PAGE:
PO Box 13402
Wellington, New Zealand

GE-Free New Zealand

in food and environment (RAGE Inc.)


GE foods toxicity create major disturbance to health


GE Free NZ has presented to Parliament's Regulatory Review committee raising concerns around public health following the approval by the Food Safety Authority Australia and New Zealand (FSANZ) of a GE soy bean, engineered to withstand 3 toxic herbicides 2,4-D ammonium and glyphosate (Round-Up).

The committee heard from two expert witnesses, Emeritus Professor Don Huber of Purdue University and Dr Michael Antoniou head of the Gene Expression and Therapy Group at King�s College London School of Medicine.

Professor Huber noted the company producing the new GE soy had provided no safety data and that foods should not be assessed separately from the chemicals they have been subjected to. He was very concerned that the application had been approved for human consumption without any Maximum Residue Limit (MRL) being set. He stated these herbicides were responsible for chronic toxicity creating major disturbance in the health of animals and humans.

Dr Michael Antoniou concurred with these concerns, also referring to the absence of any safety data. He highlighted the risks inherent to the gene insertion process which can disrupt the genome and as a result create potential harmful effects from the soy when eaten. He emphasised the need for further evaluation and 2 year feeding studies such as those now being adopted in the EU to establish toxicity of other GE foods as well those applied at the European Commission level to identify the carcinogenicity of GE foods.

�The Committee was excellent and gave our presentation the time needed which we thank them for. Our concerns over the lack of any studies that show the GE soy food is safe to eat, and the fact that these gaps have not been addressed in the approval process were given a hearing," said Claire Bleakley president of GE free NZ.

The Food Safety Australia New Zealand (FSANZ) has approved this novel food without any supporting data that it is safe to eat. The Maximum Residue Limits have not even been set and now Australia has banned 2,4-D due to toxic dioxin contaminants and the USDA is itself postponing approval to commercialise this crop, due to the lack of any safety data on �the human environment�.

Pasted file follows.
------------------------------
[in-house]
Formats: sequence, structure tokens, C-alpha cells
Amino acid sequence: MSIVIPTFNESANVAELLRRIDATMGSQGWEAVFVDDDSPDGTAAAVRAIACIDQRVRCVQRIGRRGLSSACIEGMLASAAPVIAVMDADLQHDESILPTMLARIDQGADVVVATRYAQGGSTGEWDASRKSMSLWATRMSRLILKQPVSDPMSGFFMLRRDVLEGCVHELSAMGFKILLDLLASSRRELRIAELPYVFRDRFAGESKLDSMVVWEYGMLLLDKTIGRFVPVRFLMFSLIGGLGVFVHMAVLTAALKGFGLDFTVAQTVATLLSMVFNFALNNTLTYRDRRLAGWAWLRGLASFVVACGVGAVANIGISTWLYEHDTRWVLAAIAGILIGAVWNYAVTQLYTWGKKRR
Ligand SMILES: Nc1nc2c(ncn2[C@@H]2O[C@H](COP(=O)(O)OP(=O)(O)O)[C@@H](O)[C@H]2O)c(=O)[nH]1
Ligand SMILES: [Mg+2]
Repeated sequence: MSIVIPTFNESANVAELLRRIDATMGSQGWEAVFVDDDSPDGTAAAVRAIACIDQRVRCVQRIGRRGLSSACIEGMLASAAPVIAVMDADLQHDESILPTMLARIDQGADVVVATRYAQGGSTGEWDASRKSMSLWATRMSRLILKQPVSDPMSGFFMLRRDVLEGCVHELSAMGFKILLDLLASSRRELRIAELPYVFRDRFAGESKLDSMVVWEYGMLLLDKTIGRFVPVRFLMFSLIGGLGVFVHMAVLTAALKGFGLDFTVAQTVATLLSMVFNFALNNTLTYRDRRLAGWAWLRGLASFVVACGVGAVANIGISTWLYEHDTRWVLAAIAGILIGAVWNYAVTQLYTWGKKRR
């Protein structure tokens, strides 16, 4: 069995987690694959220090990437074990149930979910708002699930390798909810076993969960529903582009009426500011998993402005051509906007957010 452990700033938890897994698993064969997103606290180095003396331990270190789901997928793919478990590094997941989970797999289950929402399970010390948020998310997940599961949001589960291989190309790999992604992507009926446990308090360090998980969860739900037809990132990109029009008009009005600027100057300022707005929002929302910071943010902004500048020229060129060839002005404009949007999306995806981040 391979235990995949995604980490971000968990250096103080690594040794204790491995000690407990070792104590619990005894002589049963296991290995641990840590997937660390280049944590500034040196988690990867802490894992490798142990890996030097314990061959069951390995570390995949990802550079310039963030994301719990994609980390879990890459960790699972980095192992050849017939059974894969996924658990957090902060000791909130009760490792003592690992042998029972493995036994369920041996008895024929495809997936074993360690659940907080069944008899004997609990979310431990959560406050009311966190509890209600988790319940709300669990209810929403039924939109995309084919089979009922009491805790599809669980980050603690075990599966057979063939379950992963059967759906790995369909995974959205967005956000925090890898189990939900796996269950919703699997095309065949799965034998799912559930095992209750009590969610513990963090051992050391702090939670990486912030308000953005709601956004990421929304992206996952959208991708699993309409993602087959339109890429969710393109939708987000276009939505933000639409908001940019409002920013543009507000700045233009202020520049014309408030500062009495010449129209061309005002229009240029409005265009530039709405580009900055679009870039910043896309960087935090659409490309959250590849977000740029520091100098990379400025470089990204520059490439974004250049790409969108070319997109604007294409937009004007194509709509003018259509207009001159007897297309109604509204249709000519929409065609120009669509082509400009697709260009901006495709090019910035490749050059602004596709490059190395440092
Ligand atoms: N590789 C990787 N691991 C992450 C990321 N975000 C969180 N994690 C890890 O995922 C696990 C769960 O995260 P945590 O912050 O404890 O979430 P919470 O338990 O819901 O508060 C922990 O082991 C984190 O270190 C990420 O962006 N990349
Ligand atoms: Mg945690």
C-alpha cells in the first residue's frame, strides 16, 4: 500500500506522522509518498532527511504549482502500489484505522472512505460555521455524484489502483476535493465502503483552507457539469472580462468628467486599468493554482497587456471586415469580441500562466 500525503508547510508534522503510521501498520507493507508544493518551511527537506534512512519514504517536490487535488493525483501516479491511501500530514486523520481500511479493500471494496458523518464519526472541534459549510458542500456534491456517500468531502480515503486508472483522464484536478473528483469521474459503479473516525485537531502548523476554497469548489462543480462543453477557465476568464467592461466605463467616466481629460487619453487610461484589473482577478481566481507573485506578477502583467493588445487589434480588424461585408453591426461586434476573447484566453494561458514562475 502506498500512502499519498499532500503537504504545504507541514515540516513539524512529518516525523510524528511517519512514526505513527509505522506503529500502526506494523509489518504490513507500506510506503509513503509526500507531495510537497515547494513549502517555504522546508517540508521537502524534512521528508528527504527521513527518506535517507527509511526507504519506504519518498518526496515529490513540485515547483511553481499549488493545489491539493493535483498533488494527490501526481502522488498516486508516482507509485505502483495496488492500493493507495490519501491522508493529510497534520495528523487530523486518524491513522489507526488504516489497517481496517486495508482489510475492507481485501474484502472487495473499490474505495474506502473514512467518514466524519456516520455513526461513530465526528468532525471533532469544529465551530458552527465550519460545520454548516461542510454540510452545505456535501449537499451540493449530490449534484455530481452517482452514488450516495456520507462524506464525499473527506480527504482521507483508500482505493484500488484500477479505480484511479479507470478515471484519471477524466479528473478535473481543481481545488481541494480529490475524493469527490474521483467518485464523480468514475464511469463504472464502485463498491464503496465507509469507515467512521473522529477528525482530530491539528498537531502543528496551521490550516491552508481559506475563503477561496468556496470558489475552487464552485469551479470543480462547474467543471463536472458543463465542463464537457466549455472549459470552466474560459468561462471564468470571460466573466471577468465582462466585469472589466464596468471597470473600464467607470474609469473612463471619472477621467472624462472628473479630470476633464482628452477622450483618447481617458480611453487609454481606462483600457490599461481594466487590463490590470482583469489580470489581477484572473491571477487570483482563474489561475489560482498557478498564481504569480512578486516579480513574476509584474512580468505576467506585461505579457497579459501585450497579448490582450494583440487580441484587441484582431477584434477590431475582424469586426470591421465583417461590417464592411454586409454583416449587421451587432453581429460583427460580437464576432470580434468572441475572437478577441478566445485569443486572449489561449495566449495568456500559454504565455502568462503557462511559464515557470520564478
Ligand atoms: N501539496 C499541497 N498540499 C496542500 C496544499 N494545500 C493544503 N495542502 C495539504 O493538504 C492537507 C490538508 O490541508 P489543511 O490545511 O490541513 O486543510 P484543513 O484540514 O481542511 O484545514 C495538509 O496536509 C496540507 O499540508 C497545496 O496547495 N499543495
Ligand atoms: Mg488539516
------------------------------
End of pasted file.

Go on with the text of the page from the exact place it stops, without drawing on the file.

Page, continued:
The FSANZ approval attempts to give assurance that the 'available evidence' suggests this food is as safe to eat as a non-GE soy. However the Select Committee had it explained that this is just hiding behind a technicality, because there is no available evidence. There can be no credible assessment of its safety until studies are conducted.

�This makes a mockery of official assurances that the Food Safety Authority used a �rigorous scientific" process. Absence of evidence is not evidence of safety," said Jon Carapiet, national spokesman for GE free NZ.

GE Free NZ raised the following:

1) New Zealand law has insufficient process for review of GE food approvals by FSANZ.

2) Risks to public health given a lack of evidence that neither Dow (the applicant) or FSANZ have conducted feeding studies on the GE soy as a wholefood (A 1073)

3) There are insufficient studies to meet international best practice standards such as those are being implemented by food safety regulators in the European Union

�It is essential that the Food Safety Authority and Ministers ensure that comprehensive studies are conducted on any new technologies that introduce or allow toxic compounds to be used.�

In seeking to appeal the approval by FSANZ of this controversial foodstuff GE Free NZ has pursued all legitimate avenues available and have found that there is no jurisdiction with the Australian Tribunal that oversees approval procedures. Since there is a question of parity with our Australian counterparts we are seeking to restore New Zealanders' civil rights and legislative protections by asking government to revoke the approval of this food due to insufficient health and safety data. GE-Free NZ is also asking that since this food represents a serious risk to public health, these matters should be subject to review prior to incorporation into domestic legislation.


Claire Bleakley - president 0273486731

Jon Carapiet - spokesman 0210507681

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